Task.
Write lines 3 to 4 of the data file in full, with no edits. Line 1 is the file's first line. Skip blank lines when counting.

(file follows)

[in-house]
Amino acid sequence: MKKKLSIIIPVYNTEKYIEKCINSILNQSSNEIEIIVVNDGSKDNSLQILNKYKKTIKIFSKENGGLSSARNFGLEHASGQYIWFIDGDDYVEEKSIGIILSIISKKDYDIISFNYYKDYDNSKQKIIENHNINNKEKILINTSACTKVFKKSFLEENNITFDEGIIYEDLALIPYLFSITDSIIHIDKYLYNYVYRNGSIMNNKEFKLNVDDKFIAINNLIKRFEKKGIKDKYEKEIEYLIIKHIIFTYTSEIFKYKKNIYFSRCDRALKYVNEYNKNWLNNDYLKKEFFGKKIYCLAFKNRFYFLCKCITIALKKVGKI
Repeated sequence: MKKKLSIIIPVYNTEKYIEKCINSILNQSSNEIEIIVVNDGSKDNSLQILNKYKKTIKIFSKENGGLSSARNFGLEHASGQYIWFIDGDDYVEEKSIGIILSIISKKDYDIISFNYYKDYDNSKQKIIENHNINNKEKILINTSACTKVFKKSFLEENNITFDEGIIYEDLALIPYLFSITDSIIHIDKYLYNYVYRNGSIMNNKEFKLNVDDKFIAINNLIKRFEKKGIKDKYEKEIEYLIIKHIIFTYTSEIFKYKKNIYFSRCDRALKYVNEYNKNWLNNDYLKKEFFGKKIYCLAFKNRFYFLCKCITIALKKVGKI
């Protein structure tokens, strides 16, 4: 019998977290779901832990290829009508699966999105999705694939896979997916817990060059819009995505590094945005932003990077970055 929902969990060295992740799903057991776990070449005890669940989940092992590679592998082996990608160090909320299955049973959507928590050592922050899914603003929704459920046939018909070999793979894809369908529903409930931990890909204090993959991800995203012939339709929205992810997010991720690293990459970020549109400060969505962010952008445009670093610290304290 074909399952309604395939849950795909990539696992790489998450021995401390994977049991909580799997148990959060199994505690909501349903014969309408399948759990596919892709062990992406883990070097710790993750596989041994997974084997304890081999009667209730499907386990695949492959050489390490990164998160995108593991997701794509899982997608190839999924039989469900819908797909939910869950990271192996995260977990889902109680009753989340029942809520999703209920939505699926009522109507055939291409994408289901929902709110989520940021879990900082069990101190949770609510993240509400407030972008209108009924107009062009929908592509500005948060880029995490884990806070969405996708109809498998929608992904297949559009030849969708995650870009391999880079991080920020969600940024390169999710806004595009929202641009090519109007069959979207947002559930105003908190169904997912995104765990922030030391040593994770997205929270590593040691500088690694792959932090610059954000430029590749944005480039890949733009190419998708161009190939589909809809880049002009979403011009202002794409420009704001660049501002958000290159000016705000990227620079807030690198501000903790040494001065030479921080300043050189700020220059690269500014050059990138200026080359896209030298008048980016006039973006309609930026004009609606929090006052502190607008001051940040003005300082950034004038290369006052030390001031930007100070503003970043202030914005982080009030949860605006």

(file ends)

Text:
Repeated sequence: MKKKLSIIIPVYNTEKYIEKCINSILNQSSNEIEIIVVNDGSKDNSLQILNKYKKTIKIFSKENGGLSSARNFGLEHASGQYIWFIDGDDYVEEKSIGIILSIISKKDYDIISFNYYKDYDNSKQKIIENHNINNKEKILINTSACTKVFKKSFLEENNITFDEGIIYEDLALIPYLFSITDSIIHIDKYLYNYVYRNGSIMNNKEFKLNVDDKFIAINNLIKRFEKKGIKDKYEKEIEYLIIKHIIFTYTSEIFKYKKNIYFSRCDRALKYVNEYNKNWLNNDYLKKEFFGKKIYCLAFKNRFYFLCKCITIALKKVGKI
């Protein structure tokens, strides 16, 4: 019998977290779901832990290829009508699966999105999705694939896979997916817990060059819009995505590094945005932003990077970055 929902969990060295992740799903057991776990070449005890669940989940092992590679592998082996990608160090909320299955049973959507928590050592922050899914603003929704459920046939018909070999793979894809369908529903409930931990890909204090993959991800995203012939339709929205992810997010991720690293990459970020549109400060969505962010952008445009670093610290304290 074909399952309604395939849950795909990539696992790489998450021995401390994977049991909580799997148990959060199994505690909501349903014969309408399948759990596919892709062990992406883990070097710790993750596989041994997974084997304890081999009667209730499907386990695949492959050489390490990164998160995108593991997701794509899982997608190839999924039989469900819908797909939910869950990271192996995260977990889902109680009753989340029942809520999703209920939505699926009522109507055939291409994408289901929902709110989520940021879990900082069990101190949770609510993240509400407030972008209108009924107009062009929908592509500005948060880029995490884990806070969405996708109809498998929608992904297949559009030849969708995650870009391999880079991080920020969600940024390169999710806004595009929202641009090519109007069959979207947002559930105003908190169904997912995104765990922030030391040593994770997205929270590593040691500088690694792959932090610059954000430029590749944005480039890949733009190419998708161009190939589909809809880049002009979403011009202002794409420009704001660049501002958000290159000016705000990227620079807030690198501000903790040494001065030479921080300043050189700020220059690269500014050059990138200026080359896209030298008048980016006039973006309609930026004009609606929090006052502190607008001051940040003005300082950034004038290369006052030390001031930007100070503003970043202030914005982080009030949860605006």